, this is just a start-up guide for the beginner.
NOTE: The monster I gave birth to has become too long. I felt that instead of a short list of things to order, I needed to give context as high fidelity is really all about what sound is like in your
experience. Also a fun read if you are interested. Feel free to skip to the actual list (ctrl+f active speakers, passive speakers, headphones, subwoofer, amplifier)!
I have limited the price range of the products, because this is after all just food for thought and not even a proper guide; real audio purchases will require elbow-grease and research from your end to see if the product's sound signature will match your preferences in music and sound. If your product is not here, do not worry. I have put in products that I have had experience with and those that were recommended by multiple reviewers I hold in high regard (with the exception of a 2.1 system you will see later), and I had to consider the endless number of headphones/speakers vs the ones that are worth your hard-earned cash (and products vs how they compare to my current setup which includes both "high-end" and budget options).
I've been building systems for myself and others since I randomly took a buildapc course in middle school (currently 28) and enjoy music very much (I grew up on linkin park, dre, biggie smalls, 3 6 mafia, tupac, ac/dc, red hot chilli peppers am fond of electro and dubstep and various genres of music). I have 2 decades of experience playing saxophone, clarinet, and the electric guitar, and have performed in jazz bands, rock bands, and an orchestra. My ear is highly trained from raw musical performance and not just listening to speakers from home, as well as having the nuance to differentiate between good speakers. I have owned many many forms of audio gear (instruments, speakers, headphones, studio monitors).
So wtf is this?
So occasionally while answering questions on this subreddit (mainly on why new builder's systems aren't posting, or what components they should get, or just mourning with fellow builders for systems that have passed on as well as celebrating the birth of new systems and fellow pc builders who take their rite of passage of building their own system with their own two hands) I would come across the occasional "what speakers/headphones are best under $xx" and with the state of pc products being "gaming rgb ultimate series XLR" or w/e, it's hard to discern what audio products are actually worth your money. Note that if you are using just "good enough" cheap speakers, any of the speakers/headphones on this list will blow your mind away. Get ready to enter a new world of audio.
Why should I bother getting better speakers/headphones?
I have owned $20 logitech speakers, I currently own $1500 speakers. I have owned varying levels of headphones. The first half-decent (to my standards) speakers I had was a hand me down stereo set from an uncle. This thing was massive, but this thing was good. It's difficult to explain to you the sensation of music enveloping you with great speakers. Speakers are meant to reproduce sound, as in the sound of the instruments in the song. So great speakers and headphones can literally make you FEEL the music like at a rave or a concert or performance in the comfort of your home. This is why Home Theaters were so popular in the 80s/90s.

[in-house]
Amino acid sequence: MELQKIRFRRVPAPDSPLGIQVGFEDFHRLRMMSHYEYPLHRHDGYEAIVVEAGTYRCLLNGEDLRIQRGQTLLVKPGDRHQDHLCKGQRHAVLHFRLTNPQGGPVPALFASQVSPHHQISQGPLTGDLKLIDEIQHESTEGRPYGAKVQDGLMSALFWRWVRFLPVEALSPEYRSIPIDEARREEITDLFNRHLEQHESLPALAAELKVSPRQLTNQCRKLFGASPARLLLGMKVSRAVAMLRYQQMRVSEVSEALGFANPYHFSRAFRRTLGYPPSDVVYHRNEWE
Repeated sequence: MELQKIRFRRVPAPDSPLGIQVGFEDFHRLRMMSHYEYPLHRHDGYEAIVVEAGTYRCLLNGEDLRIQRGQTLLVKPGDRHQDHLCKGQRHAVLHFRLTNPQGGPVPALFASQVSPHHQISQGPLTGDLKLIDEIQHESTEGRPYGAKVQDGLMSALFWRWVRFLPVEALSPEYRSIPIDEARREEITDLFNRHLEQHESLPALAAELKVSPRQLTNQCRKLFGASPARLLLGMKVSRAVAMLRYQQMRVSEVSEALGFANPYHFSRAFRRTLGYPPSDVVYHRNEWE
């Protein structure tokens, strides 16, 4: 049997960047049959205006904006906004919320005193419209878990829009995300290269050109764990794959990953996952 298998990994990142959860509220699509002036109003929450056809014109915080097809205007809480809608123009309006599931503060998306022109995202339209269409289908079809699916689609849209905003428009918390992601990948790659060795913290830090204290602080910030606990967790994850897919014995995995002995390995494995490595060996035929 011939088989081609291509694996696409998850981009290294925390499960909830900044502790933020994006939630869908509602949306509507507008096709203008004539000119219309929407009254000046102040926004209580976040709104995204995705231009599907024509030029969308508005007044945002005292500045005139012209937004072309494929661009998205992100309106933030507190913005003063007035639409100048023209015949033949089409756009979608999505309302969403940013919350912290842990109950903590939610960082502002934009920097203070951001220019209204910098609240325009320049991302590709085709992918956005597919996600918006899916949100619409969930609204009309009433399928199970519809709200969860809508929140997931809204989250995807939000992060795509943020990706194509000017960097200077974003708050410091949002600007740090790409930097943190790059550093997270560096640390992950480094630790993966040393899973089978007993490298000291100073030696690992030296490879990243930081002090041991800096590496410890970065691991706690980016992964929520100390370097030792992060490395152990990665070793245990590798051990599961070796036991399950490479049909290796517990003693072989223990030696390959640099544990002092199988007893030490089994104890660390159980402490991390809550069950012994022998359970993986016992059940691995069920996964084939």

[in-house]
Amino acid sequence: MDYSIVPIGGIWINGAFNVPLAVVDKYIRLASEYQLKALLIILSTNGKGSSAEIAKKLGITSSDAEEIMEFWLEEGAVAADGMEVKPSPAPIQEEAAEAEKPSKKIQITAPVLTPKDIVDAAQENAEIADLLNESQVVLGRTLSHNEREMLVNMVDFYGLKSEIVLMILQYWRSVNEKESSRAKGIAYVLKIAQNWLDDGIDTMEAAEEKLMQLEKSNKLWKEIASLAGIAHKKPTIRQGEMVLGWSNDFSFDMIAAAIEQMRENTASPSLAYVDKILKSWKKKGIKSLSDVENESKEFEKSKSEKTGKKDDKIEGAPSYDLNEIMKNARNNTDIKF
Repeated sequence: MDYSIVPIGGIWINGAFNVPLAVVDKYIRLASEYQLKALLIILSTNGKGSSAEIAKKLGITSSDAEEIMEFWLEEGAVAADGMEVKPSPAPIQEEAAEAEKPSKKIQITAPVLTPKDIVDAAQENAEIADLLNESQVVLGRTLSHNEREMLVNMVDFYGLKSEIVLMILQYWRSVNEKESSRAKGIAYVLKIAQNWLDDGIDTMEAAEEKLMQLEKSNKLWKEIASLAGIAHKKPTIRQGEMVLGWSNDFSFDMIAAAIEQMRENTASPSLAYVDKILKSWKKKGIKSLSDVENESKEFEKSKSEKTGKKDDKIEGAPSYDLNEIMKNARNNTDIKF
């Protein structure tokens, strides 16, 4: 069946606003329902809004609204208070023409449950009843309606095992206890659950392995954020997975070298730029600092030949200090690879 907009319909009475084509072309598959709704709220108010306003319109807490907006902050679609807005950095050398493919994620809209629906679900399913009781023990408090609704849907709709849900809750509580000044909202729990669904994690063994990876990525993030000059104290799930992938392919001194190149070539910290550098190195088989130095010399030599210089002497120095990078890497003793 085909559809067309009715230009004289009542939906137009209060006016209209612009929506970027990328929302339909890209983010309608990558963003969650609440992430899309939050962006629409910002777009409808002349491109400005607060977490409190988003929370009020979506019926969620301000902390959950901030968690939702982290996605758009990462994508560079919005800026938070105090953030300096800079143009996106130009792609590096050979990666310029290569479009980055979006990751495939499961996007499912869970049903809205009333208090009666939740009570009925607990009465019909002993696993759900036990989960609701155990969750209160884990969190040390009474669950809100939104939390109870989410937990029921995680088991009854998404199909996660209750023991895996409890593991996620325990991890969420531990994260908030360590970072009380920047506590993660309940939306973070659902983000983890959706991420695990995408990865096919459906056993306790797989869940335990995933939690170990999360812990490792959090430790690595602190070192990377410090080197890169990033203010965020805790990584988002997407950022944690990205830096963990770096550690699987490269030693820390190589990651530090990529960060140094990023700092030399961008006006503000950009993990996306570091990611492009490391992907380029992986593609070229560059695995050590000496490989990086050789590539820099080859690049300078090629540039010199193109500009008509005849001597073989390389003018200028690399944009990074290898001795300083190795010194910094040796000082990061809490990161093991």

Upgrading will GREATLY enhance your music, netflix and gaming experience. In fact with passive bookshelf speakers, you can not only use them for your desktop setup, but also chuck them together with a tv and you've got a fine starter home theater system in your hands. You can even upgrade down the line incrementally, one speaker at a time, to a 2.1, 3.1, 5.1, 5.2, 7.2 Dolby Atmos Home Theater Setup where your movies make you feel like your in SPARTAAAAAAAAAAAAAAAAAAAAAA.
I currently live in a small apartment with my TV right next to my battlestation, and when i want to sit down on my couch and watch TV, I simply move 1 speaker from my desk to next to my TV, turn my AVR on and I have an easy 5.1 home theater in my tiny apartment. Move the speaker, revert back to 2.1 (or 5.1 if i choose to but i dont because of badspeaker placement when I'm sitting at my desk) amazingness at my battlestation. Consider this an investment into massively improving your experience
of playing video games, watching netflix, or listening to music. You think those 4k graphics and ULTRAWIDE monitor is giving you more immersion in your game? Shit...having great speakers or headphones can make you feel like you're IN NORMANDY BEACH DURING THE FUCKING LANDINGS
General considerations (or feel free to just skip ahead to the list)
Now, I totally understand using simple logitech speakers due to budget/space/easy-access from best buy or not knowing about the wider audio world. So I am here today to give you a perspective on what audio components are TRULY worth your hard-earned cash. I have owned $20 logitech speakers in college, I have owned guitar amps as well as studio monitors/other speakers ranging from $100-$1500. Do know that all of this information is readily available in /BudgetAudiophile /audiophile
. I am merely condensing all of it into a single list, and attempt to sort of explain it to the pc builders, or just an idiot rambling.
If you would like more information on specific speakers, I would check out reviewers on youtube like zerofidelity, steve guttenberg, nextbigthing (nbt) studios, and thomas and stereo. For headphones, metal751, innerfidelity, Ishca's written reviews, DMS.